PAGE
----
Forest service is flunking Biden's science test

Forest service is flunking Biden's science test
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On his first day in office, President BidenJoe BidenTrump hails Arizona Senate for audit at Phoenix rally, slams governor Republicans focus tax hike opposition on capital gains change Biden on hecklers: 'This is not a Trump rally. Let 'em holler' MORE announced that the policy of his administration would be “to listen to the science.”

Under Biden’s watch, many federal agencies have quickly pivoted to embracing a data-driven approach.

COVID-19 vaccination numbers have surged. Biden rejoined the Paris climate accord in recognition of the overwhelming scientific consensus on the need to confront the climate emergency. The Environmental Protection Agency (EPA) vowed to disclose how the agency under President TrumpDonald TrumpTrump hails Arizona Senate for audit at Phoenix rally, slams governor Arkansas governor says it's 'disappointing' vaccinations have become 'political' Watch live: Trump attends rally in Phoenix MORE buried studies to protect polluters. And the Department of Interior (DOI) has rolled back a dozen harmful Trump-era fossil-fuel extraction policies.

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But the U.S. Forest Service, which manages more than 190 million acres of public land, has been slower to embrace data over dogma.

Consider the case of the Black Hills National Forest in South Dakota and Wyoming. Black Hills is a million-acre forested island in a sea of prairie within the Great Plains. Covered with ponderosa pine, it’s a biological mixing zone, with species common to regions from all points of the compass. It is home to deer, elk and turkey, as well as the elusive Northern goshawk, a raptor that requires dense stands of large, old trees for nesting and rearing young.

For nearly a decade Forest Service data has shown that a combination of too much logging, climate-driven fires and insect epidemics has been killing trees faster than they can grow. The agency’s own foresters raised concerns that the Forest Service was allowing the timber industry to log the Black Hills at an unsustainable rate, which is illegal under the nation’s forest management laws.

Finally in 2020 the agency turned to its research arm to study the data. After a year-long review, the Rocky Mountain Research Station in March released its unequivocal results: The amount of logging allowed under the Black Hills’ Forest Plan is unsustainable. Logging must be reduced by at least half for the forest to have a chance to recover.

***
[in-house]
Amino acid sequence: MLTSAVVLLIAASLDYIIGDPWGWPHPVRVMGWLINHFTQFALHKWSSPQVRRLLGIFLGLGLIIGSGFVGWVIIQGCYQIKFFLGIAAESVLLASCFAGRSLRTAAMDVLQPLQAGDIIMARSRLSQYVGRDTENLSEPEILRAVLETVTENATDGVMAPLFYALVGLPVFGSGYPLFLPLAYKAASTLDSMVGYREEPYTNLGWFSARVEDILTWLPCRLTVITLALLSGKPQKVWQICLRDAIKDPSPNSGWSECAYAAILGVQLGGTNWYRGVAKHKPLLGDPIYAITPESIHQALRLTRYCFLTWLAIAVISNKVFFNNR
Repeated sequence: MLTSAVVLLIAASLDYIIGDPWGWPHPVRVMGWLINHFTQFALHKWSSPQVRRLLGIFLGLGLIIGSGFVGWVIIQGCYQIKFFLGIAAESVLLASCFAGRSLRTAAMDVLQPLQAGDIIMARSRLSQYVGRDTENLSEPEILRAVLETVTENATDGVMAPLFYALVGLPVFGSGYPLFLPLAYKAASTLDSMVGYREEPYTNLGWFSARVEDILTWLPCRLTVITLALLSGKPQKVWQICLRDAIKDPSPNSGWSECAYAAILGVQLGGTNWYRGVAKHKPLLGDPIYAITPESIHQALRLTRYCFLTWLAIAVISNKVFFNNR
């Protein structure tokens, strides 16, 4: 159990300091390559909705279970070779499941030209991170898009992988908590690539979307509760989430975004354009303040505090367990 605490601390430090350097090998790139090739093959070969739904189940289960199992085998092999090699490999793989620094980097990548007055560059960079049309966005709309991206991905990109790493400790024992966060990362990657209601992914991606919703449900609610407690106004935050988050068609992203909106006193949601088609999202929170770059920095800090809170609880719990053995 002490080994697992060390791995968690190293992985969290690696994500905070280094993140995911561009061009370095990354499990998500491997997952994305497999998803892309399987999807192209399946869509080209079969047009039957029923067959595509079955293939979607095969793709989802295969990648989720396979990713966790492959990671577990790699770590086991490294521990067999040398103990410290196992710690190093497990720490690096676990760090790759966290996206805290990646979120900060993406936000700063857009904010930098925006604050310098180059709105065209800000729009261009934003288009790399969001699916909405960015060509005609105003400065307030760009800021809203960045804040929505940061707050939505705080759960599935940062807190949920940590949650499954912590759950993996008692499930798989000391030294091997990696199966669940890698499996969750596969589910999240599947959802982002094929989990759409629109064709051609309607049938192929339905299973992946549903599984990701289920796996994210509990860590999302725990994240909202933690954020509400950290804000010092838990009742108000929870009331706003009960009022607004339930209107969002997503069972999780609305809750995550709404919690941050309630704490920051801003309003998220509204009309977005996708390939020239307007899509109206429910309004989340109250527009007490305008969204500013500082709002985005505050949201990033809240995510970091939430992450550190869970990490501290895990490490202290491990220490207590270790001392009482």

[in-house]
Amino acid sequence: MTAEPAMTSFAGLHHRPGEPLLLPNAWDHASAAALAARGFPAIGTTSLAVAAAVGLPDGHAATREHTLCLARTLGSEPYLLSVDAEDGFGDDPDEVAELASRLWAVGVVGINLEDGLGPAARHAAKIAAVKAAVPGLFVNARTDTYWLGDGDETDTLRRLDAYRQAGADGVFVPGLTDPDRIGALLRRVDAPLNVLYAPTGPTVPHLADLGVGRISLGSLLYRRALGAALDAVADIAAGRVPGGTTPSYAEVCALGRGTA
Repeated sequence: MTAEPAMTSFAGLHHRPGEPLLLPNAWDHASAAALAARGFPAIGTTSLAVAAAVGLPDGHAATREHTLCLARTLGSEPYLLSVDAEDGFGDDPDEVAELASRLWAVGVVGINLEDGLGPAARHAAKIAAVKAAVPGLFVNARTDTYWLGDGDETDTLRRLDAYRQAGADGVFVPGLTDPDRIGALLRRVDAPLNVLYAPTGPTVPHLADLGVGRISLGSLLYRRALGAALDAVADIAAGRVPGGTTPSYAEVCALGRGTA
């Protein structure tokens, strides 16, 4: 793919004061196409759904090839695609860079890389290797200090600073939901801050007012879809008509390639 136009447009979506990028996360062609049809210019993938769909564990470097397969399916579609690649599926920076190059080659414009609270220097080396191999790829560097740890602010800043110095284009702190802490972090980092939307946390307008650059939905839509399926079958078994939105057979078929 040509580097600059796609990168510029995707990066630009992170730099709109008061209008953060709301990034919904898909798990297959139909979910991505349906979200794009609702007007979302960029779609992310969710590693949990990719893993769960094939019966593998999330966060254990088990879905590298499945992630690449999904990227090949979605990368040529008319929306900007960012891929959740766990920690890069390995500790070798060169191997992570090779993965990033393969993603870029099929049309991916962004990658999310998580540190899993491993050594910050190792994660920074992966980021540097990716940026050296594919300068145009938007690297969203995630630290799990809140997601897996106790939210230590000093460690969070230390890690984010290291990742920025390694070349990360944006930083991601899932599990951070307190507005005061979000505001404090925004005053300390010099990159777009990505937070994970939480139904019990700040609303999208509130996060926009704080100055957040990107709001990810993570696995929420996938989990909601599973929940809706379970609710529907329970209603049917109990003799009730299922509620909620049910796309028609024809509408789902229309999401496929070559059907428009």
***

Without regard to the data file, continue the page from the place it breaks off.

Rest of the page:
One would think that the Forest Service would follow the science and swiftly change course to protect the dwindling store of trees, which provide sources of clean water, wildlife habitat and recreational enjoyment. They also pull carbon dioxide from the atmosphere and store that carbon in trees and soil.

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Instead, forest managers announced in early April that the science showing gross over-logging of the forest was just one factor to consider. The agency said it will weigh whether to change timber targets through a forest plan revision process, but that will take many years to complete. In the meantime the agency has not made clear whether or how it plans to reduce logging.

So for now it looks like it’s still business as usual on the Black Hills, even when data shows that business is unsustainable and harmful.

Beyond the Black Hills, the Forest Service has been hesitant to embrace scientific studies showing that one of the best and cheapest ways to combat climate change is to leave old and mature forests standing rather than cutting them down. From Oregon to Arizona, tens of thousands of acres of old-growth and mature, fire-resistant trees in national forests are at risk of being whacked.

For example, the agency is hemming and hawing about whether to greenlight Trump-era old-growth clearcutting projects on Alaska’s Tongass National Forest, which the Forest Service admits “stores massive amounts of forest carbon, more than any other national forest in the United States.”

Similarly, the Black Ram project on the Kootenai National Forest in Montana would hack down more than a square mile of old and mature trees in grizzly bear habitat. The local office just needs approval from Forest Service staff in the District of Columbia before loggers can fire up their chainsaws.

The Forest Service should embrace science and move quickly to reduce logging on the Black Hills. Across the National Forest System, officials should protect large and old trees proven to combat climate change.

Absent such action, the agency is flunking Biden’s science test.

Ted Zukoski is a senior attorney at the Center for Biological Diversity.